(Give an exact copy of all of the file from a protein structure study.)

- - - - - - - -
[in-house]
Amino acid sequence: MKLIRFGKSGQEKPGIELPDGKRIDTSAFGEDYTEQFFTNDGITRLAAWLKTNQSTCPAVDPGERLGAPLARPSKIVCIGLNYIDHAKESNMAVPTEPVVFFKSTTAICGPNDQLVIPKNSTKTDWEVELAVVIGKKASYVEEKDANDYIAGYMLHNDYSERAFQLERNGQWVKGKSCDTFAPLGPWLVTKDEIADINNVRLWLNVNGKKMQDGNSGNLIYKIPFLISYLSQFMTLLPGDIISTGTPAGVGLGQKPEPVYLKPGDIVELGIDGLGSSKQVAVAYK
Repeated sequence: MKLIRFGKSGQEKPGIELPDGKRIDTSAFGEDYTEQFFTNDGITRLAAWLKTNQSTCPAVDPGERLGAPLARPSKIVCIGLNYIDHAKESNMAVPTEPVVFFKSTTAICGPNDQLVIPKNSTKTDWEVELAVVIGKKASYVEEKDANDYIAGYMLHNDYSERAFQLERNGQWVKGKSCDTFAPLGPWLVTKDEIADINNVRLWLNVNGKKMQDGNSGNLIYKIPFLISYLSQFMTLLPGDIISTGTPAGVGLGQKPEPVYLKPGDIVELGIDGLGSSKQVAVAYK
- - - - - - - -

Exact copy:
[in-house]
Amino acid sequence: MKLIRFGKSGQEKPGIELPDGKRIDTSAFGEDYTEQFFTNDGITRLAAWLKTNQSTCPAVDPGERLGAPLARPSKIVCIGLNYIDHAKESNMAVPTEPVVFFKSTTAICGPNDQLVIPKNSTKTDWEVELAVVIGKKASYVEEKDANDYIAGYMLHNDYSERAFQLERNGQWVKGKSCDTFAPLGPWLVTKDEIADINNVRLWLNVNGKKMQDGNSGNLIYKIPFLISYLSQFMTLLPGDIISTGTPAGVGLGQKPEPVYLKPGDIVELGIDGLGSSKQVAVAYK
Repeated sequence: MKLIRFGKSGQEKPGIELPDGKRIDTSAFGEDYTEQFFTNDGITRLAAWLKTNQSTCPAVDPGERLGAPLARPSKIVCIGLNYIDHAKESNMAVPTEPVVFFKSTTAICGPNDQLVIPKNSTKTDWEVELAVVIGKKASYVEEKDANDYIAGYMLHNDYSERAFQLERNGQWVKGKSCDTFAPLGPWLVTKDEIADINNVRLWLNVNGKKMQDGNSGNLIYKIPFLISYLSQFMTLLPGDIISTGTPAGVGLGQKPEPVYLKPGDIVELGIDGLGSSKQVAVAYK